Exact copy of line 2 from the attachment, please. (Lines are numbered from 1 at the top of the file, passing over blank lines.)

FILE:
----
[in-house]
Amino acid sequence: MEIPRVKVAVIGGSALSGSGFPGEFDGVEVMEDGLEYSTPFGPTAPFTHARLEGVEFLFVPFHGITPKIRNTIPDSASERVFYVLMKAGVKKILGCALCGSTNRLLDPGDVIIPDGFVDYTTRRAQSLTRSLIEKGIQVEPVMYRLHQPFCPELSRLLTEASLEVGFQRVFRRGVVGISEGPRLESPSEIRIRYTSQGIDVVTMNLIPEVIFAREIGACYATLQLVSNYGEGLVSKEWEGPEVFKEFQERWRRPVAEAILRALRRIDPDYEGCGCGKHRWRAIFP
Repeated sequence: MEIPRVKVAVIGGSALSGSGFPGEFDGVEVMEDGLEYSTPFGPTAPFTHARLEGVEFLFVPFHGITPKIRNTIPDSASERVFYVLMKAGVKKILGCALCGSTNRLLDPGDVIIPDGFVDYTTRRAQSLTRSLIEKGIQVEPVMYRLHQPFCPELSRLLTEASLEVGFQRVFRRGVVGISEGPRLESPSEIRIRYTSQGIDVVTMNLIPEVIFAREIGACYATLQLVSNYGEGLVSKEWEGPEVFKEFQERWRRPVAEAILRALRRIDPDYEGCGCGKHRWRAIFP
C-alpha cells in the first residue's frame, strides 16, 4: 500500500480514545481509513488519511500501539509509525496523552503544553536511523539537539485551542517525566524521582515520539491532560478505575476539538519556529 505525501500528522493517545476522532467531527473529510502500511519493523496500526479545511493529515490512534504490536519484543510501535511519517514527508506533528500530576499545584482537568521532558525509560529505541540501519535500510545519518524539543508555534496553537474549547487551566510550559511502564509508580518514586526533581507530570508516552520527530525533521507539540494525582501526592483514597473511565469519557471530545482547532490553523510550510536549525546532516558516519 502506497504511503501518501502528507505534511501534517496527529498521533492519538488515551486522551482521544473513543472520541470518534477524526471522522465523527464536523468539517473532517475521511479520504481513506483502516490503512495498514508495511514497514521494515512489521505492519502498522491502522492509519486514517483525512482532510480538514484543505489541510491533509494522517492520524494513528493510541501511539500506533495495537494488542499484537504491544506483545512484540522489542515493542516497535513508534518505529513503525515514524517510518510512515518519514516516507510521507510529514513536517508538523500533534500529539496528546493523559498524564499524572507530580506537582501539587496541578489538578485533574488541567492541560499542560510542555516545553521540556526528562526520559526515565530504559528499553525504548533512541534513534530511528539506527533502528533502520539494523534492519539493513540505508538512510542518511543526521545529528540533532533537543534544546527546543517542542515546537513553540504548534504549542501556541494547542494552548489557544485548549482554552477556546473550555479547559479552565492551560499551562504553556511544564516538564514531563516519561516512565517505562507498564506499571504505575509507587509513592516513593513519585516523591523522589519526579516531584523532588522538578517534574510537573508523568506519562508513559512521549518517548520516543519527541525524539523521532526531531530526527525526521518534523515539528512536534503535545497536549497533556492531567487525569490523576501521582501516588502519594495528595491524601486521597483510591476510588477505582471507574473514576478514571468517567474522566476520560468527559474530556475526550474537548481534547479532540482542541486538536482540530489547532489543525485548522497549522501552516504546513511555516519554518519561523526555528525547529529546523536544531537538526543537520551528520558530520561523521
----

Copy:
Amino acid sequence: MEIPRVKVAVIGGSALSGSGFPGEFDGVEVMEDGLEYSTPFGPTAPFTHARLEGVEFLFVPFHGITPKIRNTIPDSASERVFYVLMKAGVKKILGCALCGSTNRLLDPGDVIIPDGFVDYTTRRAQSLTRSLIEKGIQVEPVMYRLHQPFCPELSRLLTEASLEVGFQRVFRRGVVGISEGPRLESPSEIRIRYTSQGIDVVTMNLIPEVIFAREIGACYATLQLVSNYGEGLVSKEWEGPEVFKEFQERWRRPVAEAILRALRRIDPDYEGCGCGKHRWRAIFP